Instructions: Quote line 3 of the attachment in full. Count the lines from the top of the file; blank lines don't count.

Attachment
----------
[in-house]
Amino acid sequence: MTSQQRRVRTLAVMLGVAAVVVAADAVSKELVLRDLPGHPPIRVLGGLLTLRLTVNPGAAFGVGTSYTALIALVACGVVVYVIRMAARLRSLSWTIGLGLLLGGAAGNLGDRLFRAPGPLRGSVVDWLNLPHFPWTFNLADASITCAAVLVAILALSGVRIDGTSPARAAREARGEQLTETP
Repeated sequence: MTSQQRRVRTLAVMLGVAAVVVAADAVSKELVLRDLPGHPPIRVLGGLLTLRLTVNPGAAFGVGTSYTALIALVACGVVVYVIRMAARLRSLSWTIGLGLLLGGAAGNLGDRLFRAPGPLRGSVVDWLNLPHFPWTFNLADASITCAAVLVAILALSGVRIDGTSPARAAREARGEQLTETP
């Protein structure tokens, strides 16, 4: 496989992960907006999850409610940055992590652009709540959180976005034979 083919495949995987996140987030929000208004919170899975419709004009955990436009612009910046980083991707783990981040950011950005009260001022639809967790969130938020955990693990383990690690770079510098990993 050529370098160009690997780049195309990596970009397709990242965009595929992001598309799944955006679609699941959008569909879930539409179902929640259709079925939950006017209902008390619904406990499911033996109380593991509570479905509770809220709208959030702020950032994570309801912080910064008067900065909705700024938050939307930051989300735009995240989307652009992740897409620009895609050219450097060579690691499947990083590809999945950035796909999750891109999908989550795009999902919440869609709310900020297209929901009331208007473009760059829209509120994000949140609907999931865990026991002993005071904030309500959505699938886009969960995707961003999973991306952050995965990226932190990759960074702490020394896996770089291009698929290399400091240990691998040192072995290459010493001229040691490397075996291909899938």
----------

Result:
Repeated sequence: MTSQQRRVRTLAVMLGVAAVVVAADAVSKELVLRDLPGHPPIRVLGGLLTLRLTVNPGAAFGVGTSYTALIALVACGVVVYVIRMAARLRSLSWTIGLGLLLGGAAGNLGDRLFRAPGPLRGSVVDWLNLPHFPWTFNLADASITCAAVLVAILALSGVRIDGTSPARAAREARGEQLTETP